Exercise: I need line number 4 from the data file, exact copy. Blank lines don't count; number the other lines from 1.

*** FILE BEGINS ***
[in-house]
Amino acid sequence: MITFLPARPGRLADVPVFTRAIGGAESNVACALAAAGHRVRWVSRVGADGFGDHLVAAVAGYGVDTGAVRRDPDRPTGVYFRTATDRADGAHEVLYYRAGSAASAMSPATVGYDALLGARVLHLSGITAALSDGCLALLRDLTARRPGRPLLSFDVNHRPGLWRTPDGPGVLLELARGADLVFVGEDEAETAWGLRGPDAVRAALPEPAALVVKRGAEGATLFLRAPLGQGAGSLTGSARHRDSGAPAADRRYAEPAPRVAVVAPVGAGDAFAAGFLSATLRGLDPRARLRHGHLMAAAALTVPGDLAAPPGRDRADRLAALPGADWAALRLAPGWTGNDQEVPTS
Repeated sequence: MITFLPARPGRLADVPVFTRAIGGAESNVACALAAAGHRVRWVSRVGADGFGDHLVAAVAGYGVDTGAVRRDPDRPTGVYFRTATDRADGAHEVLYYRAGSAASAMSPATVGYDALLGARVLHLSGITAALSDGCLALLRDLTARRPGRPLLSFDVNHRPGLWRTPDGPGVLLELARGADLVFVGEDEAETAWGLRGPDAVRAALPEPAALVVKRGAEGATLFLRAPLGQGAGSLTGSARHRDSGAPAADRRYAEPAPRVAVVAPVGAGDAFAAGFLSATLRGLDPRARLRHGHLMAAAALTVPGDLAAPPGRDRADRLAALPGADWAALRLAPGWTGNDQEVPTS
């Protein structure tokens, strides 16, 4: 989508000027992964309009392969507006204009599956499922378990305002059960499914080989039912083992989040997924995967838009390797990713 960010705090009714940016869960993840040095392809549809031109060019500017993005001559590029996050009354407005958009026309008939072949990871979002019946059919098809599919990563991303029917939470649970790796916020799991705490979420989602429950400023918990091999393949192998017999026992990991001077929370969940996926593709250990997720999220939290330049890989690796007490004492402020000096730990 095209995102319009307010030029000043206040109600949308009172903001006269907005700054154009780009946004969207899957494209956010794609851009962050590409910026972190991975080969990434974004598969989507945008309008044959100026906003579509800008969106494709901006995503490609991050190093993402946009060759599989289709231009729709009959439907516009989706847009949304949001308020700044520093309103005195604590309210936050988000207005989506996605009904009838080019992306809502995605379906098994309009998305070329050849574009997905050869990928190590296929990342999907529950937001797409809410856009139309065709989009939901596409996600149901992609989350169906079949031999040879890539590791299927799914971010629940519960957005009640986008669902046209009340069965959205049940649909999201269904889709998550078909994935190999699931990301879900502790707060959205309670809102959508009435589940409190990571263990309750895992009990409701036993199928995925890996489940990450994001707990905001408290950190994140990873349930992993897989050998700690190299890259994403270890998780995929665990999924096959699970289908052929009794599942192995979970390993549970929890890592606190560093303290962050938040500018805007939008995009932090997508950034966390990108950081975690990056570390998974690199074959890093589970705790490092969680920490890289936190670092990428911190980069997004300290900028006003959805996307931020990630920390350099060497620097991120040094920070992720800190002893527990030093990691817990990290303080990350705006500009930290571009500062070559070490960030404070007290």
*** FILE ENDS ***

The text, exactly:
């Protein structure tokens, strides 16, 4: 989508000027992964309009392969507006204009599956499922378990305002059960499914080989039912083992989040997924995967838009390797990713 960010705090009714940016869960993840040095392809549809031109060019500017993005001559590029996050009354407005958009026309008939072949990871979002019946059919098809599919990563991303029917939470649970790796916020799991705490979420989602429950400023918990091999393949192998017999026992990991001077929370969940996926593709250990997720999220939290330049890989690796007490004492402020000096730990 095209995102319009307010030029000043206040109600949308009172903001006269907005700054154009780009946004969207899957494209956010794609851009962050590409910026972190991975080969990434974004598969989507945008309008044959100026906003579509800008969106494709901006995503490609991050190093993402946009060759599989289709231009729709009959439907516009989706847009949304949001308020700044520093309103005195604590309210936050988000207005989506996605009904009838080019992306809502995605379906098994309009998305070329050849574009997905050869990928190590296929990342999907529950937001797409809410856009139309065709989009939901596409996600149901992609989350169906079949031999040879890539590791299927799914971010629940519960957005009640986008669902046209009340069965959205049940649909999201269904889709998550078909994935190999699931990301879900502790707060959205309670809102959508009435589940409190990571263990309750895992009990409701036993199928995925890996489940990450994001707990905001408290950190994140990873349930992993897989050998700690190299890259994403270890998780995929665990999924096959699970289908052929009794599942192995979970390993549970929890890592606190560093303290962050938040500018805007939008995009932090997508950034966390990108950081975690990056570390998974690199074959890093589970705790490092969680920490890289936190670092990428911190980069997004300290900028006003959805996307931020990630920390350099060497620097991120040094920070992720800190002893527990030093990691817990990290303080990350705006500009930290571009500062070559070490960030404070007290």